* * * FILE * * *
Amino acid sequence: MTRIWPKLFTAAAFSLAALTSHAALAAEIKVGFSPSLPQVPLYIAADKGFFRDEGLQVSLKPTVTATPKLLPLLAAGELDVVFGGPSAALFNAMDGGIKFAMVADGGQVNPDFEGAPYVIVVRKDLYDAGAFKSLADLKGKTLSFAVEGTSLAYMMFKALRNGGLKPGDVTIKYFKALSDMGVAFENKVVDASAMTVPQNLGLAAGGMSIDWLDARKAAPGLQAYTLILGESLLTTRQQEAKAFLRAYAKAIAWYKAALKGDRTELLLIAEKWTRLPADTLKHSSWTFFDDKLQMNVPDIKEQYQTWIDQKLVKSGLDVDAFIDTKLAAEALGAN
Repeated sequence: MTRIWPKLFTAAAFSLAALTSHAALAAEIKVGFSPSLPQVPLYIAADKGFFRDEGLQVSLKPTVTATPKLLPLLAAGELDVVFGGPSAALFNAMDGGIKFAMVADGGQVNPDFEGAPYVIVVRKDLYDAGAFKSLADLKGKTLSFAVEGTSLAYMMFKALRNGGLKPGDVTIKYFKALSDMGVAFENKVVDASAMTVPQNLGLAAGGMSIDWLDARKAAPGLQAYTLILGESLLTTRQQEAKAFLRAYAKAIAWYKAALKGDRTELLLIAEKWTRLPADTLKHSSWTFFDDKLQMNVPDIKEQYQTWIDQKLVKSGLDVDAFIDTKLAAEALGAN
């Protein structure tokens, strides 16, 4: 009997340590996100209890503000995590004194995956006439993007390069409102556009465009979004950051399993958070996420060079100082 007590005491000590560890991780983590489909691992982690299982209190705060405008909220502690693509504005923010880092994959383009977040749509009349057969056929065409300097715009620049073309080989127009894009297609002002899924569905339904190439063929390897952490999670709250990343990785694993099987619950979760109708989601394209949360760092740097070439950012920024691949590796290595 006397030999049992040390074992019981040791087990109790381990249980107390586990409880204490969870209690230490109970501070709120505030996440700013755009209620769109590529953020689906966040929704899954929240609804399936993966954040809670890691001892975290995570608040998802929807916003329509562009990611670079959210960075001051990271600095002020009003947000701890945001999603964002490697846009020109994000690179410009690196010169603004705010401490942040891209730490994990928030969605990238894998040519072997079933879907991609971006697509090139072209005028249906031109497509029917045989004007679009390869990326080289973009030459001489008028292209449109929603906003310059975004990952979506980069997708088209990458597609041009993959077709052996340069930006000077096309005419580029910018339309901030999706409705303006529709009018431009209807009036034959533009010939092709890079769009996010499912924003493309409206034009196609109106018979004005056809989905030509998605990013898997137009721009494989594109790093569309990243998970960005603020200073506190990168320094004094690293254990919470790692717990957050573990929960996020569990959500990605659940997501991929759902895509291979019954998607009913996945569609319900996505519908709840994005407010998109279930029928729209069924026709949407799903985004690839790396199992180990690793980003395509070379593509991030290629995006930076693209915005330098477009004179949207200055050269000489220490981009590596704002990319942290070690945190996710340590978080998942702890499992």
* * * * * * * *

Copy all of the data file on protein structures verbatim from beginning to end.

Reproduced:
Amino acid sequence: MTRIWPKLFTAAAFSLAALTSHAALAAEIKVGFSPSLPQVPLYIAADKGFFRDEGLQVSLKPTVTATPKLLPLLAAGELDVVFGGPSAALFNAMDGGIKFAMVADGGQVNPDFEGAPYVIVVRKDLYDAGAFKSLADLKGKTLSFAVEGTSLAYMMFKALRNGGLKPGDVTIKYFKALSDMGVAFENKVVDASAMTVPQNLGLAAGGMSIDWLDARKAAPGLQAYTLILGESLLTTRQQEAKAFLRAYAKAIAWYKAALKGDRTELLLIAEKWTRLPADTLKHSSWTFFDDKLQMNVPDIKEQYQTWIDQKLVKSGLDVDAFIDTKLAAEALGAN
Repeated sequence: MTRIWPKLFTAAAFSLAALTSHAALAAEIKVGFSPSLPQVPLYIAADKGFFRDEGLQVSLKPTVTATPKLLPLLAAGELDVVFGGPSAALFNAMDGGIKFAMVADGGQVNPDFEGAPYVIVVRKDLYDAGAFKSLADLKGKTLSFAVEGTSLAYMMFKALRNGGLKPGDVTIKYFKALSDMGVAFENKVVDASAMTVPQNLGLAAGGMSIDWLDARKAAPGLQAYTLILGESLLTTRQQEAKAFLRAYAKAIAWYKAALKGDRTELLLIAEKWTRLPADTLKHSSWTFFDDKLQMNVPDIKEQYQTWIDQKLVKSGLDVDAFIDTKLAAEALGAN
């Protein structure tokens, strides 16, 4: 009997340590996100209890503000995590004194995956006439993007390069409102556009465009979004950051399993958070996420060079100082 007590005491000590560890991780983590489909691992982690299982209190705060405008909220502690693509504005923010880092994959383009977040749509009349057969056929065409300097715009620049073309080989127009894009297609002002899924569905339904190439063929390897952490999670709250990343990785694993099987619950979760109708989601394209949360760092740097070439950012920024691949590796290595 006397030999049992040390074992019981040791087990109790381990249980107390586990409880204490969870209690230490109970501070709120505030996440700013755009209620769109590529953020689906966040929704899954929240609804399936993966954040809670890691001892975290995570608040998802929807916003329509562009990611670079959210960075001051990271600095002020009003947000701890945001999603964002490697846009020109994000690179410009690196010169603004705010401490942040891209730490994990928030969605990238894998040519072997079933879907991609971006697509090139072209005028249906031109497509029917045989004007679009390869990326080289973009030459001489008028292209449109929603906003310059975004990952979506980069997708088209990458597609041009993959077709052996340069930006000077096309005419580029910018339309901030999706409705303006529709009018431009209807009036034959533009010939092709890079769009996010499912924003493309409206034009196609109106018979004005056809989905030509998605990013898997137009721009494989594109790093569309990243998970960005603020200073506190990168320094004094690293254990919470790692717990957050573990929960996020569990959500990605659940997501991929759902895509291979019954998607009913996945569609319900996505519908709840994005407010998109279930029928729209069924026709949407799903985004690839790396199992180990690793980003395509070379593509991030290629995006930076693209915005330098477009004179949207200055050269000489220490981009590596704002990319942290070690945190996710340590978080998942702890499992």